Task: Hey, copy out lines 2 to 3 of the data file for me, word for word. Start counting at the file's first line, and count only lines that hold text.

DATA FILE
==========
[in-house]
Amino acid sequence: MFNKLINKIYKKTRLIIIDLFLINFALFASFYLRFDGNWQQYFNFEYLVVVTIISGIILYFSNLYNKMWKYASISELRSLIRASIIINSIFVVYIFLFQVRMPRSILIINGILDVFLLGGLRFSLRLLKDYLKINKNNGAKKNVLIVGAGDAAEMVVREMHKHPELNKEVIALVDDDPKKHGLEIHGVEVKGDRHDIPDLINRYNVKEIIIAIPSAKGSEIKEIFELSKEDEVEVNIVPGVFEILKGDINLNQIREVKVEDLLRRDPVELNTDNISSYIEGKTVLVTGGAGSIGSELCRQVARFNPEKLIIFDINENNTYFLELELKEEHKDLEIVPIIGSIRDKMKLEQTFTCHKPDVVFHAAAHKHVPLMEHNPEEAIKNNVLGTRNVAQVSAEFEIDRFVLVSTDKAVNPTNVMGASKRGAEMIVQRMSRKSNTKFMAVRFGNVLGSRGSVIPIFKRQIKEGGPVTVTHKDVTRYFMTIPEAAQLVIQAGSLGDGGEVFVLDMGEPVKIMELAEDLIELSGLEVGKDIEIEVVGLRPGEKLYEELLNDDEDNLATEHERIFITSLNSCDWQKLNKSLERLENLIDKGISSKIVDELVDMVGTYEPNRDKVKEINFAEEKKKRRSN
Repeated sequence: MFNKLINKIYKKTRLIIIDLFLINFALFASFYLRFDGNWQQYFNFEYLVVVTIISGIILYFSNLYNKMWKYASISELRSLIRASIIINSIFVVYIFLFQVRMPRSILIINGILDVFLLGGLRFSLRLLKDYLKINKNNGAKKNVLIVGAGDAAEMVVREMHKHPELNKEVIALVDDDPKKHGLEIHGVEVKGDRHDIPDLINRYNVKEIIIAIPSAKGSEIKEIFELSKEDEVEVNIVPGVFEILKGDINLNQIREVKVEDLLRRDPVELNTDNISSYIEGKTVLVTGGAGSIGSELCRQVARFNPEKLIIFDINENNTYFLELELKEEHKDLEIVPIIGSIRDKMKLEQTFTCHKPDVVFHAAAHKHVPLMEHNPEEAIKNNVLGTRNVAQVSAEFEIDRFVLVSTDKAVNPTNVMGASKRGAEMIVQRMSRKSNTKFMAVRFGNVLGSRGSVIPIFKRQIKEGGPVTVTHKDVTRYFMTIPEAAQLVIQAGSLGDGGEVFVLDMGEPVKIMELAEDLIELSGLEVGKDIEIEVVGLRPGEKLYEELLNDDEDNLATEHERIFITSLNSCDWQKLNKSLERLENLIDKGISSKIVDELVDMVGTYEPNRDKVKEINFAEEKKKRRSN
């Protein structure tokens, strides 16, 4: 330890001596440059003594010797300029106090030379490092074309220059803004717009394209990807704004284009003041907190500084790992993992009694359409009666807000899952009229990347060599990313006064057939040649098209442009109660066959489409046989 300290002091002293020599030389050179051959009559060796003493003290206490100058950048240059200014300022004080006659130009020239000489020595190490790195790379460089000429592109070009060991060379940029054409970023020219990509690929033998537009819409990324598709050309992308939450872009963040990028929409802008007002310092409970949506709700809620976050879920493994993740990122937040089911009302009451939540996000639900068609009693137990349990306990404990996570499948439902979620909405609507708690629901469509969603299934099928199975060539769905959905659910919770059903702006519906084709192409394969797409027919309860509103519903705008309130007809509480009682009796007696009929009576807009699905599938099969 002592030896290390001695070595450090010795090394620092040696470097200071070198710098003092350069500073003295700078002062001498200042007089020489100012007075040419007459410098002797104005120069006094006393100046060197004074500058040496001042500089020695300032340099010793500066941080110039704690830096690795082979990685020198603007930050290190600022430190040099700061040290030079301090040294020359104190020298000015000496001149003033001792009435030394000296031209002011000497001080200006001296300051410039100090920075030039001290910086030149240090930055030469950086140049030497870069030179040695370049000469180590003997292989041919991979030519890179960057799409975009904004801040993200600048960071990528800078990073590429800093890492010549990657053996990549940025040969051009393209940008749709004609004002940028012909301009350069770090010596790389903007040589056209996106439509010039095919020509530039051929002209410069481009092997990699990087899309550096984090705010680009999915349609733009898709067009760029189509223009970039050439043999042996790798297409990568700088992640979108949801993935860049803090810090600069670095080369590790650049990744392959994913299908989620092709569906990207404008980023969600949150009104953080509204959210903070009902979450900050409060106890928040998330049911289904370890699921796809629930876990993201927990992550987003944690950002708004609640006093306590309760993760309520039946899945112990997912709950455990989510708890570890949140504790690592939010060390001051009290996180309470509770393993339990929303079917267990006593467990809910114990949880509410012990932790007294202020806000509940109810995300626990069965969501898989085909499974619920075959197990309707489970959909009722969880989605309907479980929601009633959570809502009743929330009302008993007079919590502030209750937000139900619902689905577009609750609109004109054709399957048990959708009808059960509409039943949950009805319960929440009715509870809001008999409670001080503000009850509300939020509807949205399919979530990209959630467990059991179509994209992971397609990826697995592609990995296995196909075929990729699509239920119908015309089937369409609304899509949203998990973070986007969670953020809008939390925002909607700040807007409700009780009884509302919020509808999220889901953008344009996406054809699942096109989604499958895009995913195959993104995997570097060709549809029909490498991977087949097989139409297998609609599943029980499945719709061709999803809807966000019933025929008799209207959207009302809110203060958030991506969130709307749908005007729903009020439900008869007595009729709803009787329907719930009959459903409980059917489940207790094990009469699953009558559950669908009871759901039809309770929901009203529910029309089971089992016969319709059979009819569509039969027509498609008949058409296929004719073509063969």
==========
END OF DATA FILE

Amino acid sequence: MFNKLINKIYKKTRLIIIDLFLINFALFASFYLRFDGNWQQYFNFEYLVVVTIISGIILYFSNLYNKMWKYASISELRSLIRASIIINSIFVVYIFLFQVRMPRSILIINGILDVFLLGGLRFSLRLLKDYLKINKNNGAKKNVLIVGAGDAAEMVVREMHKHPELNKEVIALVDDDPKKHGLEIHGVEVKGDRHDIPDLINRYNVKEIIIAIPSAKGSEIKEIFELSKEDEVEVNIVPGVFEILKGDINLNQIREVKVEDLLRRDPVELNTDNISSYIEGKTVLVTGGAGSIGSELCRQVARFNPEKLIIFDINENNTYFLELELKEEHKDLEIVPIIGSIRDKMKLEQTFTCHKPDVVFHAAAHKHVPLMEHNPEEAIKNNVLGTRNVAQVSAEFEIDRFVLVSTDKAVNPTNVMGASKRGAEMIVQRMSRKSNTKFMAVRFGNVLGSRGSVIPIFKRQIKEGGPVTVTHKDVTRYFMTIPEAAQLVIQAGSLGDGGEVFVLDMGEPVKIMELAEDLIELSGLEVGKDIEIEVVGLRPGEKLYEELLNDDEDNLATEHERIFITSLNSCDWQKLNKSLERLENLIDKGISSKIVDELVDMVGTYEPNRDKVKEINFAEEKKKRRSN
Repeated sequence: MFNKLINKIYKKTRLIIIDLFLINFALFASFYLRFDGNWQQYFNFEYLVVVTIISGIILYFSNLYNKMWKYASISELRSLIRASIIINSIFVVYIFLFQVRMPRSILIINGILDVFLLGGLRFSLRLLKDYLKINKNNGAKKNVLIVGAGDAAEMVVREMHKHPELNKEVIALVDDDPKKHGLEIHGVEVKGDRHDIPDLINRYNVKEIIIAIPSAKGSEIKEIFELSKEDEVEVNIVPGVFEILKGDINLNQIREVKVEDLLRRDPVELNTDNISSYIEGKTVLVTGGAGSIGSELCRQVARFNPEKLIIFDINENNTYFLELELKEEHKDLEIVPIIGSIRDKMKLEQTFTCHKPDVVFHAAAHKHVPLMEHNPEEAIKNNVLGTRNVAQVSAEFEIDRFVLVSTDKAVNPTNVMGASKRGAEMIVQRMSRKSNTKFMAVRFGNVLGSRGSVIPIFKRQIKEGGPVTVTHKDVTRYFMTIPEAAQLVIQAGSLGDGGEVFVLDMGEPVKIMELAEDLIELSGLEVGKDIEIEVVGLRPGEKLYEELLNDDEDNLATEHERIFITSLNSCDWQKLNKSLERLENLIDKGISSKIVDELVDMVGTYEPNRDKVKEINFAEEKKKRRSN